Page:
>Yesterday: Video: WATCH: Corbyn refuses four times to apologise for anti-semitism in the Labour Party

NHS 1) Has Labour’s ‘dead cat’ on privatisation backfired?

“It was meant to be a political ‘dead cat’ – a moment which stopped everyone talking about anti-Semitism in the Labour party and refocused attention on alleged plans by the Tories to “sell off the NHS”. But it did not quite work for Jeremy Corbyn. After all, the moribund feline in question – 451 pages of leaked minutes of six trade talk meetings with the US – contained barely a mention of the NHS. Journalists had been called to the morning press event with Mr Corbyn and his international development secretary Barry Gardiner, amid overnight headlines detailing how Mr Corbyn refused four times in a BBC interview to apologise to Britain’s Jews for his failure to root out anti-Semitism in the Labour Party… The papers showed that while US wanted NHS medicine prices to form part of any trade deal, there was no evidence that ministers had agreed or that the NHS was up for sale.” – Daily Telegraph

  • Corbyn accused of lying to the public – Daily Telegraph
  • Five desperate Labour lies debunked – The Sun
  • Tories highlight six reasons Corbyn’s claims are wrong – Daily Express

Comment:

  • Is the NHS up for sale? That depends how much you trust Johnson – Alan Beattie, FT
  • No smoking gun, but the Tories cannot rest easy – David Henig, Daily Telegraph
  • Corbyn’s fear-mongering on the NHS is contemptible – Stephen Glover, Daily Mail

Editorial:

  • Dossier of lies proves Labour’s rancid campaign is panicking – The Sun

NHS 2) Scottish Nationalists add billions in health spending to to their demands of Corbyn

“Nicola Sturgeon handed Jeremy Corbyn a multi-billion-pound ultimatum in return for propping up a Labour government. The SNP leader demanded he cough up an extra £4billion a year for the Scottish NHS by massively ramping up health spending across the UK. She also ordered him to reverse a £1.5billion a year “real terms” cut to the Holyrood parliament’s budget as part of a pledge to “end austerity”. The nationalist leader said Edinburgh had been denied a further £3billion a year it should have got under its funding formula before ex-PM Theresa May handed extra cash to the DUP to prop up her government in 2017. Finally, she told Mr Corbyn he would have to compensate Scotland for the cost of Tory cuts — which she put at £13.9billion over the past decade.” – The Sun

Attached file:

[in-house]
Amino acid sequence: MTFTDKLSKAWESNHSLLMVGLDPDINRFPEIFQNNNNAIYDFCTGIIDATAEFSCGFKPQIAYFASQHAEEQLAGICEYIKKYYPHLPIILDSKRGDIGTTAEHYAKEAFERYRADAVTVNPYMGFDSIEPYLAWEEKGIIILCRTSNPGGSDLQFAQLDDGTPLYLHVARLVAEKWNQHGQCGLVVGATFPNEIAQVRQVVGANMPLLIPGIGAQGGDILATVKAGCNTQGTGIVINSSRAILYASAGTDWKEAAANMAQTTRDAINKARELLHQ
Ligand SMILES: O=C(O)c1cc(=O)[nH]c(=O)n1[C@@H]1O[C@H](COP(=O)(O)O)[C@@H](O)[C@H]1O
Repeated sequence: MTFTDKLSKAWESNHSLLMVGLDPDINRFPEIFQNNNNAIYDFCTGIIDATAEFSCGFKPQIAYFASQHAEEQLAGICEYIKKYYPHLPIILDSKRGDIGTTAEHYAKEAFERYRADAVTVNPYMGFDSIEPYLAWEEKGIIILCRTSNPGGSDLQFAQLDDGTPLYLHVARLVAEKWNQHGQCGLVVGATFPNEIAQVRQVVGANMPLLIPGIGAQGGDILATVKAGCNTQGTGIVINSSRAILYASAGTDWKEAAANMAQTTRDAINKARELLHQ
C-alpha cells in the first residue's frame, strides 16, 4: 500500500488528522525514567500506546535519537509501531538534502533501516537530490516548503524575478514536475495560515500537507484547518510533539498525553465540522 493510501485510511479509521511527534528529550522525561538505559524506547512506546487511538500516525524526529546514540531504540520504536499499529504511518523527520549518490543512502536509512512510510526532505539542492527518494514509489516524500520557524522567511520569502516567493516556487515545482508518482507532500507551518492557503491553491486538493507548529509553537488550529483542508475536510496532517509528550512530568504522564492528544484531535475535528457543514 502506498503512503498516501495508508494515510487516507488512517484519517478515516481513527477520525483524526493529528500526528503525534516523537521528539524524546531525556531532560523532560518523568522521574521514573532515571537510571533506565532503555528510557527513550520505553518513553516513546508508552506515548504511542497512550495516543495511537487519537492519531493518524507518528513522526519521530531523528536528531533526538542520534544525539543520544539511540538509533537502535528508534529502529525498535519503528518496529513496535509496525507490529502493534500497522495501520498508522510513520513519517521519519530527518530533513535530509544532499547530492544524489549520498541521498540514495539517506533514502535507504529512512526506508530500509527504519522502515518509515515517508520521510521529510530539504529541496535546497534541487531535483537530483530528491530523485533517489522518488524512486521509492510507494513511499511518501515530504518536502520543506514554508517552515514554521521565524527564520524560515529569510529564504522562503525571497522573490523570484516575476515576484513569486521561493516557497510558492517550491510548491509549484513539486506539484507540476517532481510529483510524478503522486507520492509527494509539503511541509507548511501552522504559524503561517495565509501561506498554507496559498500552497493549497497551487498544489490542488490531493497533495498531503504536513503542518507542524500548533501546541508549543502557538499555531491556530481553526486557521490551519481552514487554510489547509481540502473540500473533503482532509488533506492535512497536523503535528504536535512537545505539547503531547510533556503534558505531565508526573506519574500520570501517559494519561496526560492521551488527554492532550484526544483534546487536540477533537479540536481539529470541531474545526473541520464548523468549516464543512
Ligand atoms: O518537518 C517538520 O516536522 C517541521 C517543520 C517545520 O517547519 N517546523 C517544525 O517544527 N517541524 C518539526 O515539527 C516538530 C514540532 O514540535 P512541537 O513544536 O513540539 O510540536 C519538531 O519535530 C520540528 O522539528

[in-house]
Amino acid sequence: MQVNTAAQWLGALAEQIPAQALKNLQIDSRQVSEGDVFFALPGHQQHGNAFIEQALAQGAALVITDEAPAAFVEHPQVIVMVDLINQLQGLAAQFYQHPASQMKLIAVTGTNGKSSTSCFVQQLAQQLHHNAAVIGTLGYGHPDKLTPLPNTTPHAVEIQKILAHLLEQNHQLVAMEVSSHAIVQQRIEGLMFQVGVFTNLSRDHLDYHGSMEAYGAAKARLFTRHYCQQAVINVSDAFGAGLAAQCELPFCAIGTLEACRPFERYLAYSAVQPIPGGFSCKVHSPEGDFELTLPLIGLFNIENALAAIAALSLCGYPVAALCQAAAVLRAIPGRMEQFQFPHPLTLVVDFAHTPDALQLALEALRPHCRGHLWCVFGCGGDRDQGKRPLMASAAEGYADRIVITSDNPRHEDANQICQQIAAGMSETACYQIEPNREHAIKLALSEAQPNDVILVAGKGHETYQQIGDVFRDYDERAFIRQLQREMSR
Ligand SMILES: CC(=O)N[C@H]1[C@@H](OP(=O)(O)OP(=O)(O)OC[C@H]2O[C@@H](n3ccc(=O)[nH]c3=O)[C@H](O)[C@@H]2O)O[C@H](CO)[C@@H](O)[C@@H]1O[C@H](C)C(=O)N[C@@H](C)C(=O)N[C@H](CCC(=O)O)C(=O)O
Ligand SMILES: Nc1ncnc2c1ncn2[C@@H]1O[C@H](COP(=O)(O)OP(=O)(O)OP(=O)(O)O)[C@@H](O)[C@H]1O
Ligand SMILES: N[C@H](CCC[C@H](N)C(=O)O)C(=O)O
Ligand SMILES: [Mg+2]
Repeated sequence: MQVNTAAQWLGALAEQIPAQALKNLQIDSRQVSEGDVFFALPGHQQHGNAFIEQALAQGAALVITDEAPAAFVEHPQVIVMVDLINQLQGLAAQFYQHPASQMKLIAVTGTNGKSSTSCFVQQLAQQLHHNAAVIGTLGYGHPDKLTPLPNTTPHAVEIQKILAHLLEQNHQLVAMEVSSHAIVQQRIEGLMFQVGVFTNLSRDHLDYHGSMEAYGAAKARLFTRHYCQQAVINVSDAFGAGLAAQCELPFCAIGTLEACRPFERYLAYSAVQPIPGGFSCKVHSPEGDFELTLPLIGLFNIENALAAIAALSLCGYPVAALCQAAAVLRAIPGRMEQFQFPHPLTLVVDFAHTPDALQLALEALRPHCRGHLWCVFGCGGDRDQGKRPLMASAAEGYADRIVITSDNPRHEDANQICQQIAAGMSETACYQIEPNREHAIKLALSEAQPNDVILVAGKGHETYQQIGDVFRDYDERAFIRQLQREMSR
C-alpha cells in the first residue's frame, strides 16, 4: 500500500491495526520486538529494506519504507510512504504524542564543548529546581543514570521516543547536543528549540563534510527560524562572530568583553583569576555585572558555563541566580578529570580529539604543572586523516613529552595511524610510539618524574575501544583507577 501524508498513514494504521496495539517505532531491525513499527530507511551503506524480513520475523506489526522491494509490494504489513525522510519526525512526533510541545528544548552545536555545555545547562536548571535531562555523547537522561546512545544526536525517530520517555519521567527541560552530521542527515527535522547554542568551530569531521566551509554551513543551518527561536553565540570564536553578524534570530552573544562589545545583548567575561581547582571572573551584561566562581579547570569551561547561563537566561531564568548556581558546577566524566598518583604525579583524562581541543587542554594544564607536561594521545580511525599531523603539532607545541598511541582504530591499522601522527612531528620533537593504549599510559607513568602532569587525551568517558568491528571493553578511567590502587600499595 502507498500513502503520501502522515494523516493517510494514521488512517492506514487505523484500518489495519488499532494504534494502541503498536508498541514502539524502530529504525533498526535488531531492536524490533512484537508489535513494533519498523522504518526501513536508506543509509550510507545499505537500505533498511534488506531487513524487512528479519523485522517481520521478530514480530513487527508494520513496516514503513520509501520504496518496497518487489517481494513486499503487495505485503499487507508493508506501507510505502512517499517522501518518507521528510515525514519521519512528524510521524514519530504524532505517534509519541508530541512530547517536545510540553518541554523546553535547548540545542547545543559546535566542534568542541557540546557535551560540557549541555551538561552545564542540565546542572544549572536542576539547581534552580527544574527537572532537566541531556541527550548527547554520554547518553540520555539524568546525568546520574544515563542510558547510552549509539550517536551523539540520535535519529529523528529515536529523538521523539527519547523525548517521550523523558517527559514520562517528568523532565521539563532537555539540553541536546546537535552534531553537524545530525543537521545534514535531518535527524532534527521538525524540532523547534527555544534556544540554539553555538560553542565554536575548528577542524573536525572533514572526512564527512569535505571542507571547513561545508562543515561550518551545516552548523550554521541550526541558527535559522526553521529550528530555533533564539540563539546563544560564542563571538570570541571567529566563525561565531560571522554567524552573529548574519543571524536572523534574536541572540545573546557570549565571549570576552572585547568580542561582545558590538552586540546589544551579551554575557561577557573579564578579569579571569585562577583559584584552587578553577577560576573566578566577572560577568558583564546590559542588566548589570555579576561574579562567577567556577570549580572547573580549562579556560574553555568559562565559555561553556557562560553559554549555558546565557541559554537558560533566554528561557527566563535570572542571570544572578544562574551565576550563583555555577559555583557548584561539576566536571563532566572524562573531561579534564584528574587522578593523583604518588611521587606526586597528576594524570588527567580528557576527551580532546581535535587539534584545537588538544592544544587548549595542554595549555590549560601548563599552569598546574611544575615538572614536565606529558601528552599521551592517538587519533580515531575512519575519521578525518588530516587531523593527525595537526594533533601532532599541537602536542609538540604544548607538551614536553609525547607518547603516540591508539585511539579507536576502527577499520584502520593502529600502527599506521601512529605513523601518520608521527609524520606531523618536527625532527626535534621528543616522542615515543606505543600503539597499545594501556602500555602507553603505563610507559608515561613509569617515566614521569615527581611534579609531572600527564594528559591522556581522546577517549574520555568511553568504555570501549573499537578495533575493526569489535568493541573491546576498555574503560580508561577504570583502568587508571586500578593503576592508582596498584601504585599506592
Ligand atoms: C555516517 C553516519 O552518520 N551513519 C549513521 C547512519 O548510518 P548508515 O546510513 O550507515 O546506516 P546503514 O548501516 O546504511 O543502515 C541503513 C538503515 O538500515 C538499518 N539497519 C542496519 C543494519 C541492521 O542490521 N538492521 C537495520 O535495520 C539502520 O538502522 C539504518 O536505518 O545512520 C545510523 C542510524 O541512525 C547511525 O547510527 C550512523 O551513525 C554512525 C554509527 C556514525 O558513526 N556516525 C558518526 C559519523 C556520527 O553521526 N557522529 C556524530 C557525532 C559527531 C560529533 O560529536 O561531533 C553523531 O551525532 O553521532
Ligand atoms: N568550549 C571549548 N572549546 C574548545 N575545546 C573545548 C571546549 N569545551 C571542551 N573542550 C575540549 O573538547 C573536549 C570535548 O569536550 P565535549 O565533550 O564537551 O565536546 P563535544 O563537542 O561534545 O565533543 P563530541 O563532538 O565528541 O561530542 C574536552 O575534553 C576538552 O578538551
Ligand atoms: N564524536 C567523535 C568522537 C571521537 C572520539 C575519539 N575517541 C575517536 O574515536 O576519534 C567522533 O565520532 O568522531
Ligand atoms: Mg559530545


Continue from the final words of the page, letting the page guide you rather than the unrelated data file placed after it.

• First Minister won’t be drawn on if she wants Labour leader replaced – The Guardian

More:

  • Doctors seek legal guarantee from NHS on pension tax – FT

>Today: David Shiels in Comment: What a Conservative election win and a quick Brexit would mean for the Union

>Yesterday:

Labour leader ‘dodges TV debates’ after disastrous interview

“Jeremy Corbyn has decided not to take part in two television debates this week, it has emerged, in the wake of his disastrous interview with Andrew Neil on BBC One. Sky News was forced to cancel a leaders’ debate on Thursday after Mr Corbyn refused to sign up to the programme, and a seven-way debate between party leaders on the BBC on Friday night will feature Rebecca Long-Bailey, the shadow business secretary, in Mr Corbyn’s place. Sky sources confirmed they had called off the programme after both Boris Johnson and Mr Corbyn declined to take part in a three-way debate with Jo Swinson, the Liberal Democrat leader. Mr Corbyn will instead appear in a Channel 4 debate on climate change this evening, which is unlikely to stray on to controversial issues such as Labour’s handling of anti-Semitism.” – Daily Telegraph

  • Leaked messages show activists trying to drown out aftermath of broadcast – The Sun